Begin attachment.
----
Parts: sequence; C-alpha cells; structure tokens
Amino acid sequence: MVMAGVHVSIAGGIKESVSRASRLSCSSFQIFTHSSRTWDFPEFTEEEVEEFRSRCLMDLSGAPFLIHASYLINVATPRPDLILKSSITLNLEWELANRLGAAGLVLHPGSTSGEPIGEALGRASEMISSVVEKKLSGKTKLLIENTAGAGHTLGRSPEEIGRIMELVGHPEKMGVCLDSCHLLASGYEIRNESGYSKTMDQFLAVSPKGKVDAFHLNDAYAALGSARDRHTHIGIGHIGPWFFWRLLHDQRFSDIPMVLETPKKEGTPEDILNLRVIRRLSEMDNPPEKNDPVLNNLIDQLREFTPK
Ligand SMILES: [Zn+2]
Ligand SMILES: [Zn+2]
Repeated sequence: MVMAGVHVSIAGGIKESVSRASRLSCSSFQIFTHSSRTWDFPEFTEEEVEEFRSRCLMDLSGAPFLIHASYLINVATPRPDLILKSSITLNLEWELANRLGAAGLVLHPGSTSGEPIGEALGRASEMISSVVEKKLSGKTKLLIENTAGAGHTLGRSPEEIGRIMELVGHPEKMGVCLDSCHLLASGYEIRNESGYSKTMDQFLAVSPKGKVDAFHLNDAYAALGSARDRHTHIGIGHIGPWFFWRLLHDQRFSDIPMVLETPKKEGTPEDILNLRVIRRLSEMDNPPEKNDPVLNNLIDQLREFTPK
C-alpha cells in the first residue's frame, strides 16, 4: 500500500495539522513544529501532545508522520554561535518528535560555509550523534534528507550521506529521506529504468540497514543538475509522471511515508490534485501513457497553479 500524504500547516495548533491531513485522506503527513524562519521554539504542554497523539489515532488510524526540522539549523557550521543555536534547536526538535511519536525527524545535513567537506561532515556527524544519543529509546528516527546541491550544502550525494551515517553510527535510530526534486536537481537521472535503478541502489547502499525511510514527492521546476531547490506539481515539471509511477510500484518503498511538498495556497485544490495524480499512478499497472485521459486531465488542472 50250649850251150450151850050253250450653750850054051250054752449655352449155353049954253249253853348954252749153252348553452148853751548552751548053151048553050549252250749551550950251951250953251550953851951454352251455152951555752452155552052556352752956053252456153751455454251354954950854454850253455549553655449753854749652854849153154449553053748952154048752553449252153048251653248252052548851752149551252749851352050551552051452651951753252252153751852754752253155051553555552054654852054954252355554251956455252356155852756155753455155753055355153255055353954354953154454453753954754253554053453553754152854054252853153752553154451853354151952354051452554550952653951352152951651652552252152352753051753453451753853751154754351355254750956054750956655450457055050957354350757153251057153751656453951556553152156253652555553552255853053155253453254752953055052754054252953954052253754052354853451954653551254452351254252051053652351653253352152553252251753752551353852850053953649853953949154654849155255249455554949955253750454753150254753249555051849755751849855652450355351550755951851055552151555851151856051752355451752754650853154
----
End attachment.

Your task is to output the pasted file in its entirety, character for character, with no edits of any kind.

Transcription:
Parts: sequence; C-alpha cells; structure tokens
Amino acid sequence: MVMAGVHVSIAGGIKESVSRASRLSCSSFQIFTHSSRTWDFPEFTEEEVEEFRSRCLMDLSGAPFLIHASYLINVATPRPDLILKSSITLNLEWELANRLGAAGLVLHPGSTSGEPIGEALGRASEMISSVVEKKLSGKTKLLIENTAGAGHTLGRSPEEIGRIMELVGHPEKMGVCLDSCHLLASGYEIRNESGYSKTMDQFLAVSPKGKVDAFHLNDAYAALGSARDRHTHIGIGHIGPWFFWRLLHDQRFSDIPMVLETPKKEGTPEDILNLRVIRRLSEMDNPPEKNDPVLNNLIDQLREFTPK
Ligand SMILES: [Zn+2]
Ligand SMILES: [Zn+2]
Repeated sequence: MVMAGVHVSIAGGIKESVSRASRLSCSSFQIFTHSSRTWDFPEFTEEEVEEFRSRCLMDLSGAPFLIHASYLINVATPRPDLILKSSITLNLEWELANRLGAAGLVLHPGSTSGEPIGEALGRASEMISSVVEKKLSGKTKLLIENTAGAGHTLGRSPEEIGRIMELVGHPEKMGVCLDSCHLLASGYEIRNESGYSKTMDQFLAVSPKGKVDAFHLNDAYAALGSARDRHTHIGIGHIGPWFFWRLLHDQRFSDIPMVLETPKKEGTPEDILNLRVIRRLSEMDNPPEKNDPVLNNLIDQLREFTPK
C-alpha cells in the first residue's frame, strides 16, 4: 500500500495539522513544529501532545508522520554561535518528535560555509550523534534528507550521506529521506529504468540497514543538475509522471511515508490534485501513457497553479 500524504500547516495548533491531513485522506503527513524562519521554539504542554497523539489515532488510524526540522539549523557550521543555536534547536526538535511519536525527524545535513567537506561532515556527524544519543529509546528516527546541491550544502550525494551515517553510527535510530526534486536537481537521472535503478541502489547502499525511510514527492521546476531547490506539481515539471509511477510500484518503498511538498495556497485544490495524480499512478499497472485521459486531465488542472 50250649850251150450151850050253250450653750850054051250054752449655352449155353049954253249253853348954252749153252348553452148853751548552751548053151048553050549252250749551550950251951250953251550953851951454352251455152951555752452155552052556352752956053252456153751455454251354954950854454850253455549553655449753854749652854849153154449553053748952154048752553449252153048251653248252052548851752149551252749851352050551552051452651951753252252153751852754752253155051553555552054654852054954252355554251956455252356155852756155753455155753055355153255055353954354953154454453753954754253554053453553754152854054252853153752553154451853354151952354051452554550952653951352152951651652552252152352753051753453451753853751154754351355254750956054750956655450457055050957354350757153251057153751656453951556553152156253652555553552255853053155253453254752953055052754054252953954052253754052354853451954653551254452351254252051053652351653253352152553252251753752551353852850053953649853953949154654849155255249455554949955253750454753150254753249555051849755751849855652450355351550755951851055552151555851151856051752355451752754650853154